So there I am, in Iceland, in January, in the freezing cold, darkest winter gloom, wearing 18 layers and still feeling the blast of the wind. It’s -10. Add wind chill factor it’s somewhere near -20. There’s only one reason why you do this… to see the Aurora Borealis, the Northern Lights. It’s up there on my top 10 to do before I die. And you know what, Iceland mocks us by being cloudy. It delights in cloud…, and rain…. none of which is conducive to watching the Valkyrie ride the sky!
Only crazies do this, but then I do have my moments… And I’ve teamed up with a group of like-minded photo nuts. We are a mixed bunch. A Spanish guide (in Iceland…) plus a Scot, a South African, an Aussie and a Brit. Sod the night sky – we’re up at dawn to take photos of the windswept view. Bracing!
I should qualify what dawn means here. The sun rises at 10am, gains perhaps 10 degrees of height above the horizon, and sinks at 3.45pm. But the dawn and dusk penumbra last for hours – we’re that far north. And it’s beautiful. Blue turning to pink, slowly. Exquisite.
This is the road that runs around Iceland. It’s pretty basic. Once Reykjavik is left behind the traffic vanishes. We count – roughly one other car per hour. This is true wilderness. There’s simply no-one here. Except us crazies, searching, hoping for the Aurora. If the mornings are clear, the evenings are sure to be cloud covered. But we don’t give up hope. In the meantime we go to…. waterfalls!
Iceland has very sophisticated weather forecasting systems, including a scale which predicts Aurora activity. The scale goes from 0 (nothing happening) to 9 (New Year’s + Bonfire night + Independence day all rolled into one). As the cloudy week progresses we get a forecast of 7 for Thursday night! Jose (he’s the Spaniard, obviously) is ecstatic – this is virtually unheard of! what a show!! Complete awesomeness in the sky!!! We camp out – till 2 in the morning – freezing our nuts off – only for cloud cover to obscure the show. Foiled again. The Gods are against us.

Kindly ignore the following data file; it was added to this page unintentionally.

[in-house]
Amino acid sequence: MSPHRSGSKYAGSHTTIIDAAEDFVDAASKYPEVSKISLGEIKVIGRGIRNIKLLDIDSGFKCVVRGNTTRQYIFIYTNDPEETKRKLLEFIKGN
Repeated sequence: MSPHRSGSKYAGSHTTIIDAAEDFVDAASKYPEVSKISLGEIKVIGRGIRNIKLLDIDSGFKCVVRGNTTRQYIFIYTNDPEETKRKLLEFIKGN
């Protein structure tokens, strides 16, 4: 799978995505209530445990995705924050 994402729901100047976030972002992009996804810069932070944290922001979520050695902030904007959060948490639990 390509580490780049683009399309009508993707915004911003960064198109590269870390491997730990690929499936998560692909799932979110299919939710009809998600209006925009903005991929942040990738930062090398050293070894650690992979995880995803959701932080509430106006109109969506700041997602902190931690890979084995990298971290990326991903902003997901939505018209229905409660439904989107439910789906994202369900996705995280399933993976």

We decide that as we’re in Iceland, land of sagas, we should tell each other stories to keep our hopes up whilst we wait for the elusive Aurora. The Viking spirit – tall tales and moving memories. We should be telling them around a campfire, but we huddle around a thermos flask of hot coffee under cloudy drizzling skies. Where are those blasted Lights!?
Here are our sagas. I leave you to guess which one is mine…. : the youngster amongst us turns out to be a fully qualified pilot (ok, that rules me out, I’m not young, and not a pilot…), one has cycled across South America communing with shepherds and dogs, one retells a real Viking saga of true love between Tristram and Isolt including ordeals by fire, one has just finished caring for handicapped kids on the ski slopes of Austria, and one lost a scarf only for it to be returned to feet by the sheepdog from the next farm the following day… The Aurora are not impressed and still hide behind clouds. We are cold and desperate.
Our last night and we are almost defeated. But our indefatigable Spanish guide says we must have one last go. So we drive out into the dark countryside late in the night. The forecast is a 1 (…) but the cloud cover is light. Suddenly the sky glimmers and shimmers… the Valkyrie are riding! A green whiplash slicing the sky. Fumble the tripod, focus in the dark, 30 second exposure and hope for the best. Whiplash slice turns to curtains of green. Valkyrie and Valhalla, the Northern Lights streak the sky! The last night, the last chance, at last, we are blessed by the Norse Goddesses. Now, at last, the cold is forgotten and we stand in awe of the Icelandic sky…
If you liked this post, don’t forget to read: Icelife in Iceland